Government backs Sizewell C in Autumn Statement

Chancellor Jeremy Hunt announced the government’s decision to proceed with the Sizewell C nuclear power plant in his Autumn Statement yesterday.

Sizewell C, artist's impression
Sizewell C, artist's impression - EDF

He confirmed that the power station will create ‘10,000 highly skilled jobs and provide reliable, low carbon power to the equivalent of six million homes’ for at least 50 years, helping to free the UK from its dependence on volatile fossil fuel markets.

“Last year year nearly 40 per cent of our electricity came from offshore wind, solar and other renewable sources,” said chancellor Jeremy Hunt.

“Since 2010, our renewable energy production grew faster than any other large country in Europe. We need to go further, with a major acceleration of home-grown technologies like offshore wind, carbon capture and storage, and, above all, nuclear.”

Hunt said that contracts for the initial investment will be signed with relevant parties, including EDF, in the coming weeks subject to final government approvals.

In response to the chancellor’s statement, a spokesperson from Sizewell C said: “We are delighted the government has reaffirmed its commitment to Sizewell C and look forward to concluding negotiations in the coming weeks.

“The new power station will strengthen the UK’s energy security, lower costs for consumers and help Britain reach Net Zero. It will bring a big economic boost to Suffolk and create thousands of jobs and apprenticeships in nuclear supply chain companies up and down the country."  

Tom Greatrex, chief executive of the Nuclear Industry Association, described Sizewell C as ‘one of the UK’s most important green infrastructure projects ever, critical to the government’s commitment to strengthen energy independence, cut gas use and bring down bills’.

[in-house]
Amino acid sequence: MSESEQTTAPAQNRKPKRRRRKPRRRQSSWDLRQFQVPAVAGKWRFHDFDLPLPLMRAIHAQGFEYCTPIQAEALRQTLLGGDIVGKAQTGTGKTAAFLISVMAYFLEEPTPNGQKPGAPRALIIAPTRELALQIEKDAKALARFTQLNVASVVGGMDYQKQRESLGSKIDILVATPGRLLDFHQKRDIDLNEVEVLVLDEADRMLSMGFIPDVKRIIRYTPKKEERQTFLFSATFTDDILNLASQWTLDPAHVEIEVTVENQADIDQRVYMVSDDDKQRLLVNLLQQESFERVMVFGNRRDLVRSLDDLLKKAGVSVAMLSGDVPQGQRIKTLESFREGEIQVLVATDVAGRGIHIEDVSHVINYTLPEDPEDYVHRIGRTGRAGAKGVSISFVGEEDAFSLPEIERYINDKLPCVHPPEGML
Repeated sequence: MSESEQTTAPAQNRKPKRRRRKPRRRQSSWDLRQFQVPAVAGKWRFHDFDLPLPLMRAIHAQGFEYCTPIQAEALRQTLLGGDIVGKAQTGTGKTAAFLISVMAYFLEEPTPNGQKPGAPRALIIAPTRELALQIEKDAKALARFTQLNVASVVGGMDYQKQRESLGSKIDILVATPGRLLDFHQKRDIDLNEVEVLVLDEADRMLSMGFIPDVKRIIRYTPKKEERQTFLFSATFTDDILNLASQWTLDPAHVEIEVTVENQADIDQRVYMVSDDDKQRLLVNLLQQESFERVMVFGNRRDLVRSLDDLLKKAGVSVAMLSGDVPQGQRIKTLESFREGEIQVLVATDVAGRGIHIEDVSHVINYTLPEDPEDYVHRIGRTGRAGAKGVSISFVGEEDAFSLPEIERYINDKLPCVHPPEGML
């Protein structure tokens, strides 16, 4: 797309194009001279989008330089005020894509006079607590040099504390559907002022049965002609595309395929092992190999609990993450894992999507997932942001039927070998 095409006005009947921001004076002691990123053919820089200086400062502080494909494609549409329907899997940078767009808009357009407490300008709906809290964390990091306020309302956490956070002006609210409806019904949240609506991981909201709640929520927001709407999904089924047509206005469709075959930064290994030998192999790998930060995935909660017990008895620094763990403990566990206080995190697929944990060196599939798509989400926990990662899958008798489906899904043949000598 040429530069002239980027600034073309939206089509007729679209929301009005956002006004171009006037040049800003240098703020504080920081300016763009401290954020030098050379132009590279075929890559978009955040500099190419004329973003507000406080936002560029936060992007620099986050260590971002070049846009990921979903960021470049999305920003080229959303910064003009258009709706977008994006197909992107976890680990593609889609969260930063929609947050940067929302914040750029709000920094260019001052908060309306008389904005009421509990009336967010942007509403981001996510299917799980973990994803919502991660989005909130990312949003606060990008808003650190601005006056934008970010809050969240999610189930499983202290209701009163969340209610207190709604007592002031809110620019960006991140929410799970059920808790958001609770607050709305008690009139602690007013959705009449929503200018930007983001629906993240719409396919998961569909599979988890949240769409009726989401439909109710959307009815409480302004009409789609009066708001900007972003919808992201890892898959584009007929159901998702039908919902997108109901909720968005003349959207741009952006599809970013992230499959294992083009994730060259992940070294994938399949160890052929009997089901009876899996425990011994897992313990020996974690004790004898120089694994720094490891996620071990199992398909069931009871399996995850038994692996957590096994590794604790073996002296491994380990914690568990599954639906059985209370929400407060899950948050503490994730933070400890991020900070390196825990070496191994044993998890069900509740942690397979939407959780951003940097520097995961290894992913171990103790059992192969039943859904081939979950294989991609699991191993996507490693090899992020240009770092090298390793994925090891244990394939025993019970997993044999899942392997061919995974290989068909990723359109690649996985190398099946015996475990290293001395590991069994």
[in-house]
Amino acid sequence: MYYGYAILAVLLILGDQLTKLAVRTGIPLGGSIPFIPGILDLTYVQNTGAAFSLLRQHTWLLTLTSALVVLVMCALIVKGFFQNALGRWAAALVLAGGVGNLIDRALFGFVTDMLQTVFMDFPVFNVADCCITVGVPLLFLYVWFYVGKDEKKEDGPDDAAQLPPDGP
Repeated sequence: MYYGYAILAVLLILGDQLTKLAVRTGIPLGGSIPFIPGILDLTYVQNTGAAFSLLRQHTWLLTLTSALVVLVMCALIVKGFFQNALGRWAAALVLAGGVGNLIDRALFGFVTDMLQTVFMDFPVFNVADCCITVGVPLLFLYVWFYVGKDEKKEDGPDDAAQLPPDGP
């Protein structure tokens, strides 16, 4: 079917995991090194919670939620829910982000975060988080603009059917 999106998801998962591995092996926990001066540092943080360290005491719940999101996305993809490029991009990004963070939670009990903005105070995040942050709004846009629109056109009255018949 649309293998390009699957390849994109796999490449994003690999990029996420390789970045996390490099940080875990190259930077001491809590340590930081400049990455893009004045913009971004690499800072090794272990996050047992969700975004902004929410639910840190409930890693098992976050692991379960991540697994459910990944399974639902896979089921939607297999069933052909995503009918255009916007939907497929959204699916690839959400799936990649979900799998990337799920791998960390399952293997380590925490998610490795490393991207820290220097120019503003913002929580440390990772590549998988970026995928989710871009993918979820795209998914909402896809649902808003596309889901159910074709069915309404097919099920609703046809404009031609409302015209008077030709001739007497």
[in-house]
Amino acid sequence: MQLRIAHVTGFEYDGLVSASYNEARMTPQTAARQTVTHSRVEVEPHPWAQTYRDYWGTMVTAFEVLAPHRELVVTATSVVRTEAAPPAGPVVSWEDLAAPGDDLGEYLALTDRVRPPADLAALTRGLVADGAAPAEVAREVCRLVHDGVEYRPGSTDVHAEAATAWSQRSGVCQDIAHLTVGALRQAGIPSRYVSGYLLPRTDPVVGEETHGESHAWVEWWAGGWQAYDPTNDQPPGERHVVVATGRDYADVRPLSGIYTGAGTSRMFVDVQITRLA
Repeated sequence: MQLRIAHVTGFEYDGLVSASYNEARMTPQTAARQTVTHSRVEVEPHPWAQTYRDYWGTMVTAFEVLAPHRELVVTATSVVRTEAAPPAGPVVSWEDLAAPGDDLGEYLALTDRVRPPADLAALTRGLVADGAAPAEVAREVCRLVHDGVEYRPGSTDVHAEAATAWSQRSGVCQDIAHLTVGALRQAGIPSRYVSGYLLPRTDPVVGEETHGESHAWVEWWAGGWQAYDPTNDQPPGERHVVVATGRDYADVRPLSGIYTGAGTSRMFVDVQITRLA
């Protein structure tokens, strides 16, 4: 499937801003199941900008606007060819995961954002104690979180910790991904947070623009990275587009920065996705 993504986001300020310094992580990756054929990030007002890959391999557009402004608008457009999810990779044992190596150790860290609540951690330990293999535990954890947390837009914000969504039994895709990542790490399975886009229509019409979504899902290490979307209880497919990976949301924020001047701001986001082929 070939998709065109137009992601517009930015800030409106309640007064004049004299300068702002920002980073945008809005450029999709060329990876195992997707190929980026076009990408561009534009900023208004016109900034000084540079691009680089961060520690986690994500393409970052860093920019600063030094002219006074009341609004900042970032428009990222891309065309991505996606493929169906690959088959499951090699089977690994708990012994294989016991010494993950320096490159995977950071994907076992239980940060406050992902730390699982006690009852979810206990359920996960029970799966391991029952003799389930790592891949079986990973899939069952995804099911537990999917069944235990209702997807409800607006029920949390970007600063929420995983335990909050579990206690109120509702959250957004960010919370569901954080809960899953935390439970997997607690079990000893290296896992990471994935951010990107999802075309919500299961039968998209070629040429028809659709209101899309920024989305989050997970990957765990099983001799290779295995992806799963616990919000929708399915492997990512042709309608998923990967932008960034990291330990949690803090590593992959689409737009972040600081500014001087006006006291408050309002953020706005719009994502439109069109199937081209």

“The UK now needs to urgently get on with building new nuclear plants alongside renewables to meet the targets set out in the Energy Security Strategy, and we look forward to Sizewell C contracts being signed in the next few weeks.

“This announcement also paves the way for the development of a pipeline of new nuclear projects, both large and small modular reactors, to deliver clean, reliable power for the British people.”

The UK has five generating nuclear power stations, providing around 16 per cent of the country’s electricity from 5.9GW of capacity. Two stations will retire by March 2024 and all but one will retire by March 2028.

Richard Robinson, CEO of Atkins, UK & Europe, commented: “Projects such as HS2 and Sizewell C will provide us with greater energy resiliency, greater connectivity and greater opportunities across the UK, and we welcome the decision to stick to long term commitments which will help deliver growth and give industry the confidence it needs to plan ahead and invest in people and skills.

“As our recent research confirmed, it is vital that we level up people as well as places, ensuring investment delivers improvements in infrastructure but also wider social value.”

A spokesperson for campaigning group Together Against Sizewell C criticised the government’s support of the new power plant, commenting: “This government’s myopic pursuit of nuclear power at any cost is borne out by its failure to use the Chancellor’s autumn statement to cancel the Sizewell C project, choosing instead to prop up France’s failing nuclear industry with £billions of UK taxpayer and bill payer money to be ploughed into French state owned EDF’s white elephant proposals for Sizewell C.”